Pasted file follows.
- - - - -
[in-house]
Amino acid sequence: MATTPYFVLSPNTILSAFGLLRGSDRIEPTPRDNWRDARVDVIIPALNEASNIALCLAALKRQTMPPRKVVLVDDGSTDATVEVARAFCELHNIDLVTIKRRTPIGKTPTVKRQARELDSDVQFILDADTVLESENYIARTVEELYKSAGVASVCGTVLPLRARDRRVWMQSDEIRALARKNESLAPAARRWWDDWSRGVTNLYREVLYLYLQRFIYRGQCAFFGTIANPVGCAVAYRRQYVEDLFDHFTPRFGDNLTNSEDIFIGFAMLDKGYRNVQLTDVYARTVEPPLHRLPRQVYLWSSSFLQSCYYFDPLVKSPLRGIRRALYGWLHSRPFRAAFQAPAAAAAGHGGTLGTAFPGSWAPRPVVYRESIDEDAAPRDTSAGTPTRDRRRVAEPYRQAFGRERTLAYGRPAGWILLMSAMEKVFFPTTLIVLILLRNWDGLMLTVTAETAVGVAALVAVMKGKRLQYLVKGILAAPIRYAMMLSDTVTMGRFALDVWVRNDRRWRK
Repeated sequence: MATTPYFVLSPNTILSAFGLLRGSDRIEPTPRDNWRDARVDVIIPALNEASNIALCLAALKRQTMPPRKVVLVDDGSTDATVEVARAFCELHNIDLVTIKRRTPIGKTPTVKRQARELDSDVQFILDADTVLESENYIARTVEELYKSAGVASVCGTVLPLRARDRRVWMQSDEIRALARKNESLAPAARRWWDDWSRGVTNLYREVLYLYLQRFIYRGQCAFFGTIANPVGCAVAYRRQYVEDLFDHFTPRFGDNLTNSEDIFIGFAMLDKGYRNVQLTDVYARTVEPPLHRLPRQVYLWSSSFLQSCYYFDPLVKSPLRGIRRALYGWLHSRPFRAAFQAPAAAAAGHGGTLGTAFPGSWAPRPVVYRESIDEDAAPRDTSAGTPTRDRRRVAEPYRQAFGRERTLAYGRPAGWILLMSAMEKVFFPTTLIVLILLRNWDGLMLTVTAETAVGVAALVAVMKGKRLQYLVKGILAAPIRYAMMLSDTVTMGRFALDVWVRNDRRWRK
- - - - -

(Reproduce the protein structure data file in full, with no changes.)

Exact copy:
[in-house]
Amino acid sequence: MATTPYFVLSPNTILSAFGLLRGSDRIEPTPRDNWRDARVDVIIPALNEASNIALCLAALKRQTMPPRKVVLVDDGSTDATVEVARAFCELHNIDLVTIKRRTPIGKTPTVKRQARELDSDVQFILDADTVLESENYIARTVEELYKSAGVASVCGTVLPLRARDRRVWMQSDEIRALARKNESLAPAARRWWDDWSRGVTNLYREVLYLYLQRFIYRGQCAFFGTIANPVGCAVAYRRQYVEDLFDHFTPRFGDNLTNSEDIFIGFAMLDKGYRNVQLTDVYARTVEPPLHRLPRQVYLWSSSFLQSCYYFDPLVKSPLRGIRRALYGWLHSRPFRAAFQAPAAAAAGHGGTLGTAFPGSWAPRPVVYRESIDEDAAPRDTSAGTPTRDRRRVAEPYRQAFGRERTLAYGRPAGWILLMSAMEKVFFPTTLIVLILLRNWDGLMLTVTAETAVGVAALVAVMKGKRLQYLVKGILAAPIRYAMMLSDTVTMGRFALDVWVRNDRRWRK
Repeated sequence: MATTPYFVLSPNTILSAFGLLRGSDRIEPTPRDNWRDARVDVIIPALNEASNIALCLAALKRQTMPPRKVVLVDDGSTDATVEVARAFCELHNIDLVTIKRRTPIGKTPTVKRQARELDSDVQFILDADTVLESENYIARTVEELYKSAGVASVCGTVLPLRARDRRVWMQSDEIRALARKNESLAPAARRWWDDWSRGVTNLYREVLYLYLQRFIYRGQCAFFGTIANPVGCAVAYRRQYVEDLFDHFTPRFGDNLTNSEDIFIGFAMLDKGYRNVQLTDVYARTVEPPLHRLPRQVYLWSSSFLQSCYYFDPLVKSPLRGIRRALYGWLHSRPFRAAFQAPAAAAAGHGGTLGTAFPGSWAPRPVVYRESIDEDAAPRDTSAGTPTRDRRRVAEPYRQAFGRERTLAYGRPAGWILLMSAMEKVFFPTTLIVLILLRNWDGLMLTVTAETAVGVAALVAVMKGKRLQYLVKGILAAPIRYAMMLSDTVTMGRFALDVWVRNDRRWRK